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Leave It All Behind

The Foreign Exchange

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Album Review

The second Foreign Exchange album reverses the rapping/singing split of the first. Not only is Leave It All Behind much more an R&B album than 2004's Connected — it's more an R&B album than a lot of modern releases filed in that section, given that Phonte slips into MC mode only twice while otherwise putting his sensitive singing voice to full use. Even more nuanced and textured, and therefore more musical than Connected, Leave It All Behind is a concise and complete set of songs that brings out the best of both producer Nicolay and Phonte. More than ever, Nicolay's mellow but moving productions have that lingering, memory-triggering effect mastered by the late J Dilla, and a multitude of shades is cast: dreamy folk-soul that ranks with the Beauty Room and latter-day 4hero, lean and contemporary constructions that would fit within any adult-oriented R&B station's playlist, deceptively frictional backdrops that bridge hip-hop to West London broken beat, and even the intermittent unclassifiable moment, with several styles thrown into swirls of crescendo-enhanced dramatics. Joined by Connected accomplices Darien Brockington and YahZarah (her lead turn on "If She Breaks Your Heart" sounds even more like a lost Stevie/Minnie collaboration than the Jungle Fever soundtrack original), as well as Muhsinah (an earthbound Georgia Anne Muldrow), Phonte does not deliver knockouts, yet he is not out of his depth and never reaches beyond his grasp, exuding warmth and sincerity as effectively as anyone praised for inhuman range. Even when his lyrics deal in the less complicated aspects of relationships, his voice provides a gently bittersweet tint, as a man with his guard down whose articulations are neither reactionary nor based on some false posture. And with love as its core rather than impulsive lust, as well as its unified feel, the album is not just a unique and exceptional R&B album but also a soundtrack or means of communication — when heat-of-the-moment resentment, a lump in the throat, or anxious longing get in the way — for a real-life adult relationship.

Customer Reviews

Studies Of Nature in Music Tapestry....

Hey...I don't even get into Male Vocalists that much. But this recording is so beautifully produced and musically arranged, I didn't care--and that speaks volumes. What I mean is, this recording has somehow transcended my personal experience in music a bit. The musical nuances and changes in tone and octaves combined with the smooth and natural voices of Darien Brockington, Muhsinah and Yahzarah knits a intricate texture of mood. Somewhat like a more soulful Zero7, The Male Vocals are highlighted here in a most beautiful way. Void of presumption, they provide a crisp and oceanic atmosphere while the Female Vocals are drifting happily in reverie. This is definately breath of fresh air from what we have always traditionally known as "NEO SOUL"....it is also just plain good music. So when the leaves are turning in late afternoon and the Sun sets in burnt orange spilling apple cider into your living room...turn this on and catch a vibe...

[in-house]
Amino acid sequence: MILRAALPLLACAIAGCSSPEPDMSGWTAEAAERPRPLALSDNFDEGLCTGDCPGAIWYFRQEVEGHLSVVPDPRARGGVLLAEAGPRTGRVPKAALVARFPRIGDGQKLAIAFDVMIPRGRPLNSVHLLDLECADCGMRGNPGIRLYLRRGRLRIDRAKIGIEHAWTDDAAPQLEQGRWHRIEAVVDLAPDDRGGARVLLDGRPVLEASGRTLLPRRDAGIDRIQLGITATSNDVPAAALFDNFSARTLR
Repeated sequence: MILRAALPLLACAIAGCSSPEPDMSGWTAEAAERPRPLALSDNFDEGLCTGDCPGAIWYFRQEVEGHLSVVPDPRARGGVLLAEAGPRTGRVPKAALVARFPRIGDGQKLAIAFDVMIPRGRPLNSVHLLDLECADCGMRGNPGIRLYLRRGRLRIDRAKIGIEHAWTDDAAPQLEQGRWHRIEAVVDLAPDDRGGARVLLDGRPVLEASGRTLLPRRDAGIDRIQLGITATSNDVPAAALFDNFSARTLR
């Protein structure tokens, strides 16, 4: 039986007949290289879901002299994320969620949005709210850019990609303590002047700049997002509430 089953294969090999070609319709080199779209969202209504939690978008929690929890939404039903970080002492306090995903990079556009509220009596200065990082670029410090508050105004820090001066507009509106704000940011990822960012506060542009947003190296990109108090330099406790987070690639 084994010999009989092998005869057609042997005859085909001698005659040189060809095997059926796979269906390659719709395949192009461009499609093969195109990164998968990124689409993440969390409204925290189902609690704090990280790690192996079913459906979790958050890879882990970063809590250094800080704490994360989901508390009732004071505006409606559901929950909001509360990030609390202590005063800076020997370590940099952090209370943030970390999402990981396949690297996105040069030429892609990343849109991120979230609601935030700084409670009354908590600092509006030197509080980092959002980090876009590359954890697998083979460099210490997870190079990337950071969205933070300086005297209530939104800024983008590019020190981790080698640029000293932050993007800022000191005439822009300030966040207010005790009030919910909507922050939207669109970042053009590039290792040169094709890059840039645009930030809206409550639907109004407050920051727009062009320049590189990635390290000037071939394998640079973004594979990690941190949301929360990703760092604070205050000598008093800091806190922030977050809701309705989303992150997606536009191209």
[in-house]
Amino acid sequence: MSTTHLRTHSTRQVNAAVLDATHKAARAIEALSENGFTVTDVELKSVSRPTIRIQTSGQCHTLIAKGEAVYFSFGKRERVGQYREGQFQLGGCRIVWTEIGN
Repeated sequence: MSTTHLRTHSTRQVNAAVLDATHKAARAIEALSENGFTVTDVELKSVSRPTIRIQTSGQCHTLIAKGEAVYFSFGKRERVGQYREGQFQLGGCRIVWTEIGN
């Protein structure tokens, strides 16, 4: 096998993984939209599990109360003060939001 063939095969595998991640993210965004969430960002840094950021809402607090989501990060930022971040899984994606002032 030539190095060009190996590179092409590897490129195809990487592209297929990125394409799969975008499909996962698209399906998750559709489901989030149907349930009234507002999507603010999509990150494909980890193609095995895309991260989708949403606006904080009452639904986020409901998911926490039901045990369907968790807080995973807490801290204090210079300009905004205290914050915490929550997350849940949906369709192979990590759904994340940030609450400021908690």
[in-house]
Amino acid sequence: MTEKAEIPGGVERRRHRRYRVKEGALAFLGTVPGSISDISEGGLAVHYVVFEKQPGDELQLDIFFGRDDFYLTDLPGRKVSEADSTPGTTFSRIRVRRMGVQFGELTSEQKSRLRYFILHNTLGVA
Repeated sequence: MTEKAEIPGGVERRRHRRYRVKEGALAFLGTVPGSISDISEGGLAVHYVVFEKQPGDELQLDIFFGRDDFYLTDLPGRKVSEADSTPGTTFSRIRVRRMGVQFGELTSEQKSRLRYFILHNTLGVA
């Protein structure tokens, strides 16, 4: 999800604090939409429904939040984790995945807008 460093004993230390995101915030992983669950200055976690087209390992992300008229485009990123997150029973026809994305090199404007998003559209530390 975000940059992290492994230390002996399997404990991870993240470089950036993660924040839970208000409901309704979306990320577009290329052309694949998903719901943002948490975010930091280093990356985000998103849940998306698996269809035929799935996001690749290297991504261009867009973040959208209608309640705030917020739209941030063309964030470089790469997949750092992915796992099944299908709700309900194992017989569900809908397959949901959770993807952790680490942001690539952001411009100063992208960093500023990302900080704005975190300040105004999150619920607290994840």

maybe I'm biased but uh.....

Yeah, fam.

Finally!!!!!

This is not Hip Hop. It's music. Forget Hip Hop! This album makes me wanna leave it all behind.

Biography

Formed: 2002 in Raleigh, NC

Genre: R&B/Soul

Years Active: '00s, '10s

Representative of how the Internet can aid in creating music, the Foreign Exchange started when Little Brother rapper Phonte heard a beat on Okayplayer.com by Dutch producer Nicolay and asked if he could lay some vocals over it. Nicolay agreed, and the song "Light It Up" appeared shortly after as the B-side to Little Brother's 2002 single "Whatever You Say." Relying mainly on instant messaging and email, the duo continued to work together, with Nicolay sending beats to Phonte, who would add vocals...
Full Bio
Leave It All Behind, The Foreign Exchange
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Customer Ratings

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